The Hospital Food Review: Unpicking the Findings

12th May 2021

Andrew Pond, Business Development Director for Civica, examines the findings of the Independent Review of NHS Hospital Food in England, which details a number of recommendations to improve food safety in hospitals.

In 2018 to 2019, the NHS spent £634 million on hospital food, representing approximately 6.7% of the total costs of running the NHS estate. Clearly food is a vital cog in the NHS wheel and it is important that Trusts provide nutritious, safe, cost-effective catering operations for patients and staff.

The Independent Review of NHS Hospital Food in England, published in October 2020, is the first step towards improving standards. This 97-page document covers the safety, nutrition, quality and production methods of food for patients, staff and visitors in NHS hospitals. It was commissioned following outbreak of listeriosis in England, during which seven patients died after eating hospital sandwiches contaminated with Listeria monocytogenes.

While the review recognises the challenges to improving food culture in our hospitals, its focus is on making things better through a holistic approach. It includes a checklist for catering managers and chief executives, with 24 key points to help provide a good food service. It also makes eight recommendations for system-level change, covering everything from food standards and meal ordering systems, to food waste and governance.

At the heart of the subsequent report is the idea that appropriate nutrition and hydration is just as important for staff and visitors as it is for patients. In fact, to quote the Executive Summary: “In the best hospitals we’ve seen, the same food is served to everyone in the hospital.”

Recommendations to raise standards

At Civica we are committed to raising standards across hospital catering. We offer a portfolio of products including Civica Catering Management (formerly Saffron) and Trac to help improve efficiency, accuracy, visibility and the patient experience. With this in mind, let’s look at the eight key recommendations of the Hospital Food Review.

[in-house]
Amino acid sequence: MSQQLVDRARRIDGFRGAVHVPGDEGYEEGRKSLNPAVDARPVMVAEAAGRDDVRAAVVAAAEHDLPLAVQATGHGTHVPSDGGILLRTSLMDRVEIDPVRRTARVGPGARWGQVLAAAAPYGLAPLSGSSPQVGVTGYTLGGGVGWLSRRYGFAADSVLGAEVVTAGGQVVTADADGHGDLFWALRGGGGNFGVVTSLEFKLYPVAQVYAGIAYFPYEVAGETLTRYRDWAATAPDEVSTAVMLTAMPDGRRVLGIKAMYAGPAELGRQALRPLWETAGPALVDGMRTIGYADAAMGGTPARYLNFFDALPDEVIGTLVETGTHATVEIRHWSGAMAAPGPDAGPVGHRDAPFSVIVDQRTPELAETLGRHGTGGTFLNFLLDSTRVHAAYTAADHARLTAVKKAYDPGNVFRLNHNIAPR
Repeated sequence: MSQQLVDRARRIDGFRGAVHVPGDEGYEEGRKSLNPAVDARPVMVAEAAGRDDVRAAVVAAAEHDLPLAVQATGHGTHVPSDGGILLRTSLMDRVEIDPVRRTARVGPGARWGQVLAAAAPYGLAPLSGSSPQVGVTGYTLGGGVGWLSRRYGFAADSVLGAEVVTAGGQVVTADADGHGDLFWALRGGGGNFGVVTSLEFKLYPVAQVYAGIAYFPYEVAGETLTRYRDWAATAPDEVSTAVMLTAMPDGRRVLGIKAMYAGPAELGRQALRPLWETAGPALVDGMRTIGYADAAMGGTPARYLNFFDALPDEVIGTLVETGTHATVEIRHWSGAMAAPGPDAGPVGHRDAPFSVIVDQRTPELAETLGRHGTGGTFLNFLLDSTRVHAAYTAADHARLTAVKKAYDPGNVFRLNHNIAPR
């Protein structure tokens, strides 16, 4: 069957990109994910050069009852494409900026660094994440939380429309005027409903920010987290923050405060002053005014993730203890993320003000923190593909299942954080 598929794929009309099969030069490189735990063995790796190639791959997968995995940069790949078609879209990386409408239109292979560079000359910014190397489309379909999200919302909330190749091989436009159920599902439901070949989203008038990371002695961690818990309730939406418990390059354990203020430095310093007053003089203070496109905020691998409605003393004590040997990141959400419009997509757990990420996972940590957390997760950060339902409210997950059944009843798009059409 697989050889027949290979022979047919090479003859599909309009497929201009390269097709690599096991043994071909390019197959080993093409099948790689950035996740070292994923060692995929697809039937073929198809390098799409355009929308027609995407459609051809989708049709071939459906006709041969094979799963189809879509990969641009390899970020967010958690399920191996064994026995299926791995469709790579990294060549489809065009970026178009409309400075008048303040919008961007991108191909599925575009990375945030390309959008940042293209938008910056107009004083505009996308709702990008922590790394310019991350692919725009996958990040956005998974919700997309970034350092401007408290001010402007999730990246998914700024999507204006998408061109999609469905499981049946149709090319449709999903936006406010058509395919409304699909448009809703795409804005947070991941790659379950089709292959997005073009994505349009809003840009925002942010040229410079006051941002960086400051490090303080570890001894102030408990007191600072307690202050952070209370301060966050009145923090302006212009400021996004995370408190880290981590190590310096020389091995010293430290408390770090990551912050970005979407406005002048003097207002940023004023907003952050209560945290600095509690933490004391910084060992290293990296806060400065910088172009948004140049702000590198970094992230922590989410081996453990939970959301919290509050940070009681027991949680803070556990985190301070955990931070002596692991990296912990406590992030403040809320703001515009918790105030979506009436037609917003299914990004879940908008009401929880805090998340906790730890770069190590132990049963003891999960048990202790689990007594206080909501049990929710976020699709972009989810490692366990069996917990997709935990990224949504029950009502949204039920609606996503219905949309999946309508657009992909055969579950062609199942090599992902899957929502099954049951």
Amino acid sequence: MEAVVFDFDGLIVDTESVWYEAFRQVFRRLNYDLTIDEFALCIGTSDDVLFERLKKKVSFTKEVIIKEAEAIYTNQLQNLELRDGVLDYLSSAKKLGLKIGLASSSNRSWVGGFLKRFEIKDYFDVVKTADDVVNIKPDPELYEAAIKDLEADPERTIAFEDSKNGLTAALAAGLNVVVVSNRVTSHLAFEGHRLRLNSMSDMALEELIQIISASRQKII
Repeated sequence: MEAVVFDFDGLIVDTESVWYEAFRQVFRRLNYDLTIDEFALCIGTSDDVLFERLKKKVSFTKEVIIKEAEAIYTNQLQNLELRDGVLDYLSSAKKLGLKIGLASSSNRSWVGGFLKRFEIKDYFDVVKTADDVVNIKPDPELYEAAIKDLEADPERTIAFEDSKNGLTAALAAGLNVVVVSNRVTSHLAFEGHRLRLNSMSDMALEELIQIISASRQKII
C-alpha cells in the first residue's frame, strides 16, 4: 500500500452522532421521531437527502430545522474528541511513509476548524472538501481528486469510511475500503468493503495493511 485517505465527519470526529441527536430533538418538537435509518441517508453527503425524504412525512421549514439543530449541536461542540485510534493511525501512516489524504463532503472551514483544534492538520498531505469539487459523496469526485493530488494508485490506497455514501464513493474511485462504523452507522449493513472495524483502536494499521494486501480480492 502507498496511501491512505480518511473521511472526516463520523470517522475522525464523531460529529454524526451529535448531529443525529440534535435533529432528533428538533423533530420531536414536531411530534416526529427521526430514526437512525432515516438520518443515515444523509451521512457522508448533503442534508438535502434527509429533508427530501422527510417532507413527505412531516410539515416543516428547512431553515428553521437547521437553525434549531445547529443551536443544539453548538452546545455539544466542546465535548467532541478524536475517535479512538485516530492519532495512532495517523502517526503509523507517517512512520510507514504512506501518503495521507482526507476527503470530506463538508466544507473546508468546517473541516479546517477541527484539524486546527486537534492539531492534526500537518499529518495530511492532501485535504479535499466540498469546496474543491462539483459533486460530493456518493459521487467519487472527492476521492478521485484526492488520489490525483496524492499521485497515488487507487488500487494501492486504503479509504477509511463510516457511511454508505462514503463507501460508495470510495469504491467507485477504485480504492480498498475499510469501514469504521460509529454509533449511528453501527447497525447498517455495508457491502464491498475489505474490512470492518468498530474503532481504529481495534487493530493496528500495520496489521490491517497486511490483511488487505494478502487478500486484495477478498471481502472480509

1. Catering staff support
    Clearly there are challenges in attracting and motivating chefs in healthcare and the review sets out how to enhance current structures. This includes developing a national training certificated course for hospital caterers, providing an NHS catering apprenticeship scheme, agreeing national professional standards and improving pay, recognition and in-service training opportunities for hospital chefs. We recognise the recruitment challenges faced in the NHS. Our Trac recruitment management software is used by over 180 NHS Trusts to progress vacancies and complete pre-employment checks to get the best applicants into post quicker and more efficiently than ever.
  2. Nutrition and hydration
    Recognising the clinical importance of food in hospitals by giving greater accountability for food services to ward staff. Some hospitals have introduced a food and drink steering group with representation from nursing, dietetics, catering, speech and language therapists, sustainability and staff health and well-being leads, as well as patients. This should be implemented across the board, the review says, along with a named food service dietitian in every trust, responsible for overseeing patient, staff and visitor catering.